The campaign of Mike McGinn just gave me permission to post an off-the-record e-mail that they blasted out to reporters this morning, questioning a Washington Poll that has McGinn trailing Mallahan by eight points (and also shows McGinn's change of position on the deep-bore tunnel causing him to lose votes).

From the e-mail:

The Washington Poll violates the cardinal rule of polling and the media should be very very skeptical:

They do not report the sample size of their poll.

And it's actually worse than that. They list a statewide sample size of 724 on the poll. But that is very misleading. They do not report the sample size for the poll in the mayor's race.

The population of washington state is 6.5 million. The population of Seattle is 582,000. Seattle represents about 9% of the state population.

Thus, if the statewide sample is 724, a proportional sample in Seattle would be a sample size of 65. Yes, that's right...65!

The pollster makes allusions to "oversampling" King County and the City of Seattle, but NEVER DISCLOSES what the extent of the oversample is. This is highly irregular in the scientific world of polling.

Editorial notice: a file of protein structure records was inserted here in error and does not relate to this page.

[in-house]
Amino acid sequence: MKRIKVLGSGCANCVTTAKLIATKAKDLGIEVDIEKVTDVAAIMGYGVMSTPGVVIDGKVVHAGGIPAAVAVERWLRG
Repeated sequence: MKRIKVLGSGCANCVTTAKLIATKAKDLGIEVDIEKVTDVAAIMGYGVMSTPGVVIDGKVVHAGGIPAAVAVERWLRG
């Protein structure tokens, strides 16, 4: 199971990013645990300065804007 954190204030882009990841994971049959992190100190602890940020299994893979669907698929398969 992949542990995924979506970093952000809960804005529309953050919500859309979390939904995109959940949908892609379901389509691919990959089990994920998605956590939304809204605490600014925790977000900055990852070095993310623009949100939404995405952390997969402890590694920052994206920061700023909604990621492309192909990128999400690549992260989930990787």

Low sample size also probably explains why they were so far off in their pre-primary polling:

Nickels 23%
Mallahan 11%
McGinn 8%

It's true, the new poll—which was conducted over 11 days—reached 724 registered voters throughout the state, and while the pollsters say they "oversampled" for Seattle, they don't provide the actual size of their Seattle sample.

It's not clear that the size of the sample was 65 voters, as the McGinn campaign speculates. That would indeed be a ridiculously small sample, if true. But the point is: we don't know the actual size of the Seattle sample.

I've sent an e-mail to the University of Washington pollsters asking for the sample size.


Matt Barreto, one of the pollsters, tells me via e-mail that the Seattle sample size in this poll was 400.

The Seattle oversample was an n of 400; and so was the King County oversample; The McGinn people are down in pretty much all polls, and I suspect they are just upset. As you probably know, our polls have pretty much predicted the outcome of every contest since we starting this effort in 2006. We have a team of public opinion scholars who are experts in polling and have PhDs, so we'll let the data speak for themselves.

The McGinn campaign, for its part, tells me that their internal tracking poll—which uses a Seattle sample of 1,000—has McGinn in a statistical dead heat with Mallahan.

Impossible to verify, of course, since it's an internal poll. But it's worth noting that the Seattle sample size the McGinn campaign is claiming to use is bigger than the sample size the Washington Poll used for the entire state.